Amazon has announced an expanded partnership with Anthropic, the maker of the Claude AI, and will invest up to $4 billion.
Anthropic has been developing the Claude AI as a competitor to OpenAI’s ChatGPT and Google’s Bard. The company has already scored some high-profile partnerships, most notably with Zoom, for the latter to integrate Claude with their software.
As part of the expanded partnership, Anthropic will use AWS as its primary cloud provider for all mission-critical workloads and will rely on AWS for the majority of its workloads. At the same time, AWS customers will benefit by gaining access to Anthropic AI foundation models via Amazon Bedrock.
“We have tremendous respect for Anthropic’s team and foundation models, and believe we can help improve many customer experiences, short and long-term, through our deeper collaboration,” said Andy Jassy, Amazon CEO. “Customers are quite excited about Amazon Bedrock, AWS’s new managed service that enables companies to use various foundation models to build generative AI applications on top of, as well as AWS Trainium, AWS’s AI training chip, and our collaboration with Anthropic should help customers get even more value from these two capabilities.”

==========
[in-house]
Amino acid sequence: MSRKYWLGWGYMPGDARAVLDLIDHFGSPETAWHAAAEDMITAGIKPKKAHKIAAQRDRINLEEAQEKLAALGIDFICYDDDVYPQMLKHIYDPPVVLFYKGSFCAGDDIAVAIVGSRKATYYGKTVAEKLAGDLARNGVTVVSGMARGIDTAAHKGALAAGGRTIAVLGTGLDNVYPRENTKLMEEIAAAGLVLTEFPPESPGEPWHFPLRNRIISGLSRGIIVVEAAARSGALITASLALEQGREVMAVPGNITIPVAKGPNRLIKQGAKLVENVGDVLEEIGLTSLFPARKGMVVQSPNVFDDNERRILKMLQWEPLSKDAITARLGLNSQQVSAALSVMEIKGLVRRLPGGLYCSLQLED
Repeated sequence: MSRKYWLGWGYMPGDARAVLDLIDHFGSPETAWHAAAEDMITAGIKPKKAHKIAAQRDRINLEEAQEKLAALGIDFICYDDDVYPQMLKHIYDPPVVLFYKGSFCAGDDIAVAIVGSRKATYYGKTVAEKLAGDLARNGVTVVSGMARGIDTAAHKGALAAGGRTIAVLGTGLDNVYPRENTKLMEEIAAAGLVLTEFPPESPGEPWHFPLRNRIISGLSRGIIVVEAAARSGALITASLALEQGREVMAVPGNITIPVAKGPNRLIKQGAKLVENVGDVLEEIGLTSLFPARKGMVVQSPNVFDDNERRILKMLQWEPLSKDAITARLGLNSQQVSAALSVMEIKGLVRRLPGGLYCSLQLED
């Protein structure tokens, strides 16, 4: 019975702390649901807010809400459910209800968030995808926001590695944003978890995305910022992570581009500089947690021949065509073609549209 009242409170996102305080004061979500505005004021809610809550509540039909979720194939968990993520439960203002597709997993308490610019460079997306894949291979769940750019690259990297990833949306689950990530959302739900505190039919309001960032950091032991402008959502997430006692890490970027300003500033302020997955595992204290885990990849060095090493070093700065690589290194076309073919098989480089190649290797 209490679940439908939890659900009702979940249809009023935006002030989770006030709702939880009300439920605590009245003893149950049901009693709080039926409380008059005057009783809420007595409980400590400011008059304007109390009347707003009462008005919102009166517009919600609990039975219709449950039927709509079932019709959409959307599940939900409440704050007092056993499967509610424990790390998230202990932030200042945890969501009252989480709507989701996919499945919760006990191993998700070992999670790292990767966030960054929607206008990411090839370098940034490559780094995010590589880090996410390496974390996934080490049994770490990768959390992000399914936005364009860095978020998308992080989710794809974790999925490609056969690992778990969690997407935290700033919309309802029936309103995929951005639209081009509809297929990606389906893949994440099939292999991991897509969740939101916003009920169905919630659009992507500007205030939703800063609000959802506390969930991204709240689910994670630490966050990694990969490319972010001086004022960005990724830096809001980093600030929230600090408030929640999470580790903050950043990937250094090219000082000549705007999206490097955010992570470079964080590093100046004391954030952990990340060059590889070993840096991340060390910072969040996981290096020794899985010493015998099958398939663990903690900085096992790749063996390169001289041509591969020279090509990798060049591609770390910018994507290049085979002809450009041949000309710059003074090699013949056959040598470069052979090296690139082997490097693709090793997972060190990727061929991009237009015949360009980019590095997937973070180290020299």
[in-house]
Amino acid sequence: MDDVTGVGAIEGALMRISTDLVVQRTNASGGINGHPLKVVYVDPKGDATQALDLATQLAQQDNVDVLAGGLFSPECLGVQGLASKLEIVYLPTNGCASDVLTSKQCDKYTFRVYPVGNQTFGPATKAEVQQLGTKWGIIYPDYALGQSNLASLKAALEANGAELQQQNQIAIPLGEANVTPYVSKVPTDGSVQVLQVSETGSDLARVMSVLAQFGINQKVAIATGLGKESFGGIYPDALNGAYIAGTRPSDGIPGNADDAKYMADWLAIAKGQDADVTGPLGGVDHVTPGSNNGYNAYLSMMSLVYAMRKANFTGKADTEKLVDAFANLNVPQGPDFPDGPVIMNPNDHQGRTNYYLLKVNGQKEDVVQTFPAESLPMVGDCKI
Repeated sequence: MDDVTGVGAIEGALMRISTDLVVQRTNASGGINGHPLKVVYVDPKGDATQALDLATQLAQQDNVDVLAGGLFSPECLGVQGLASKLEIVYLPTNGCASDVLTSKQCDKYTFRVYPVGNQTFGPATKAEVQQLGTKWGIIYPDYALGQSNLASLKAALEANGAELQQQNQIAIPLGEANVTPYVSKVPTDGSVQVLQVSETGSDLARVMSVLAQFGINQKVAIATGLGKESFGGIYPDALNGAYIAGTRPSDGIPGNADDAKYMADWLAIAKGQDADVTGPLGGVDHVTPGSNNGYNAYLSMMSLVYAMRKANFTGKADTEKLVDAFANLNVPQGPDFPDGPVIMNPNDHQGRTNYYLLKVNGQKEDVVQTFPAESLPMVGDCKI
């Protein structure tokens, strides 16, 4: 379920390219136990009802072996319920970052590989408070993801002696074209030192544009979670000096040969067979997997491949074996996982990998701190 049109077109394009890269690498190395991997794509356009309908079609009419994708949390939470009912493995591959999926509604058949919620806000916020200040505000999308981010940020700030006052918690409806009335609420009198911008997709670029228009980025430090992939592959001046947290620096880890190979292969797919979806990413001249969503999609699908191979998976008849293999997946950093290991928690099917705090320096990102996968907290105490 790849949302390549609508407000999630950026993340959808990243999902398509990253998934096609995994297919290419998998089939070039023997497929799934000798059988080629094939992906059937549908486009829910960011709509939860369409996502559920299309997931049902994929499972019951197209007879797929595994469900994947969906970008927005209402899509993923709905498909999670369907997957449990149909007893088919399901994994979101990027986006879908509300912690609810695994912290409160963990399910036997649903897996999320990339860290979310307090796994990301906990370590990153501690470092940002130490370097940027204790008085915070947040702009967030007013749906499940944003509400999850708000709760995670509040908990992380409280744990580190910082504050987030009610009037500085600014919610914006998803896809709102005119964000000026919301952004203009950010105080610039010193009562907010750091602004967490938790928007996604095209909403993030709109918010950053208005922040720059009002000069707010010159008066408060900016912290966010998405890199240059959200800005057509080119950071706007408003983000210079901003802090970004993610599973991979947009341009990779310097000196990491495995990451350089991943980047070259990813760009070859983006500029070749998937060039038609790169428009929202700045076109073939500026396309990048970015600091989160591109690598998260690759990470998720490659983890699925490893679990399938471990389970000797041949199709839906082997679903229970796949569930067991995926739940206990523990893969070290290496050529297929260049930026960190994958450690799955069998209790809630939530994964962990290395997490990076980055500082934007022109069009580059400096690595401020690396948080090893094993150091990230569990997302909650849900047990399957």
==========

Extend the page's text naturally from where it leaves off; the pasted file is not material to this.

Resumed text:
“We are excited to use AWS’s Trainium chips to develop future foundation models,” said Dario Amodei, co-founder and CEO of Anthropic. “Since announcing our support of Amazon Bedrock in April, Claude has seen significant organic adoption from AWS customers. By significantly expanding our partnership, we can unlock new possibilities for organizations of all sizes, as they deploy Anthropic’s safe, state-of-the-art AI systems together with AWS’s leading cloud technology.”
Interestingly, the news seems to be a blow to Google Cloud. In early February, Google Cloud announced a $300 million investment in Anthropic, one that would see the AI firm run Claude on Google Cloud. At the time, Google was desperately looking for an answer to Microsoft’s Bing AI, based on OpenAI’s ChatGPT.
With Anthropic now pivoting to AWS, the deal appears to be a setback for Google Cloud.